Our #172vt campaign is an effort to bring attention to the urgent and growing needs of homeless children. The number of homeless children nationally has surged in recent years to all-time record highs. Vermont has echoed these disturbing trends. Today, one in every 30 children in the United States is homeless.
Every year, we examine the issue in our own community. We conduct a count of homeless students and toddlers in Chittenden County. These children are often the hidden and unseen face of homelessness.
This year, there were 140 school-aged children, plus 32 children under age 5. That makes 172 homeless children in our community.
To put that number in perspective, 172 children fills 4 school buses, 8 classrooms, or 14 school basketball teams. There are 44 Dunkin Donuts franchises in the entire state of Vermont. That means there are 4 times as many homeless children in out community as there are Dunkin Donuts in the whole state. We want to raise awareness about this startling number. And, we want to end homelessness — one child at a time. One homeless child is a tragedy. 172 homeless children is a crisis.
Keep in mind:
- Although the overall number of people who are homeless in Vermont has gone down in the past two years from 4,244 to 3,934, the number of homeless families during that same period rose alarmingly — from 517 to 713 (a 38 percent increase).
- The U.S. Department of Education reported that Vermont was among the top 10 states nationally for the sharpest increase in number of homeless students in 2013. There was a 34 percent increase in number of homeless students in Vermont between 2007-2013.
- The number of homeless children in the U.S. has surged in recent years to an all-time high, amounting to one child in every 30, according to a recent report by the National Center on Family Homelessness calculates that nearly 2.5 million American children were homeless at some point in 2013. The number is based on the Department of Education’s latest count of 1.3 million homeless children in public schools, supplemented by estimates of homeless pre-school children not counted by the DOE. Child homelessness increased by 8 percent nationally from 2012 to 2013, according to this report.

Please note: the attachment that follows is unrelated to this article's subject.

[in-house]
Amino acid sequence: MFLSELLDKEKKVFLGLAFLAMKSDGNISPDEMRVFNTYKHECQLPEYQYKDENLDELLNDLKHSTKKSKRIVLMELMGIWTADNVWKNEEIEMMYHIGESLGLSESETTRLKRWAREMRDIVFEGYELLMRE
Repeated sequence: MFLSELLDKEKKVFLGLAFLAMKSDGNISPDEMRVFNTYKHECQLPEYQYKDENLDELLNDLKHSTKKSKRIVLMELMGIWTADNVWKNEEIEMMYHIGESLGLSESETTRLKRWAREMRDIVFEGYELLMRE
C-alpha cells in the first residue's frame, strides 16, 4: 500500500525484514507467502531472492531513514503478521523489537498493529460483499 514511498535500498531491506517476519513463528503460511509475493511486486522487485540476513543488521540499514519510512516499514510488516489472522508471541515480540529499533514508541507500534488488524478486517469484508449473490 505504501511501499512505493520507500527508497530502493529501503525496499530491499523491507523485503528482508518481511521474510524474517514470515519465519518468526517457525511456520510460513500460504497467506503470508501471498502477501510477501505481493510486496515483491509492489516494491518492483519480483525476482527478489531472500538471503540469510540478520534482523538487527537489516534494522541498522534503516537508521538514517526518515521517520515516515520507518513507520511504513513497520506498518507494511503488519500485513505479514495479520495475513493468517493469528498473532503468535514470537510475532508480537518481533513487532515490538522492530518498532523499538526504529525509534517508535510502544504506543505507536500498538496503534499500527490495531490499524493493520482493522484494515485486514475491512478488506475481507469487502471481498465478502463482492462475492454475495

Families experiencing homelessness are under considerable stress. Homelessness is a devastating experience that significantly impacts the health and well-being of adults and children. Experiencing homelessness affects how children and adults think, feel, behave, relate, and cope — all of which can have serious impacts on a child’s health.
- Children experiencing homelessness are sick 4 times more often than other children. They get 4 times as many respiratory infections, twice as many ear infections, 5 times more gastrointestinal problems, and are 4 times as likely to have asthma.
- Based on 2013 data, Vermont is in the top 10 worst states for student homelessness, with a 34 percent increase in childhood homelessness from 2007 to 2013.
- Homeless children go hungry twice as often as other children, and 25% of homeless children report eating less after becoming homeless. They also have high rates of obesity due to scarcity of affordable foods with high nutritional value.
- Children facing homelessness have 3 times the rate of emotional and behavioral problems compared with non-homeless children. For example, 53% have problems such as anxiety, depression, or withdrawal, compared with 17% of other school-age children.
- Homeless children are twice as likely to have learning disabilities and are 4 times as likely to have slow or delayed development.
We see #172vt as a call to action. A call to contact legislators about the importance of more affordable housing and a call to join us for the annual COTS Walk, to walk in solidarity with the homeless families in our towns and cities. The more #172vt is visable, the greater effect it will have in garnering support for the cause.
Let all of your friends and followers know that you think 172 homeless children in our community is unacceptable. Use the hashtag (#172vt) to join a community of people fighting against childhood homelessness. Tweet a storm! Take to Instagram! Flood Facebook! Do anything you can to get the word out about the #172vt campaign.
The rising trend in family homelessness can have dire effects on a child, but there has been little media coverage. We want to change that with #172vt.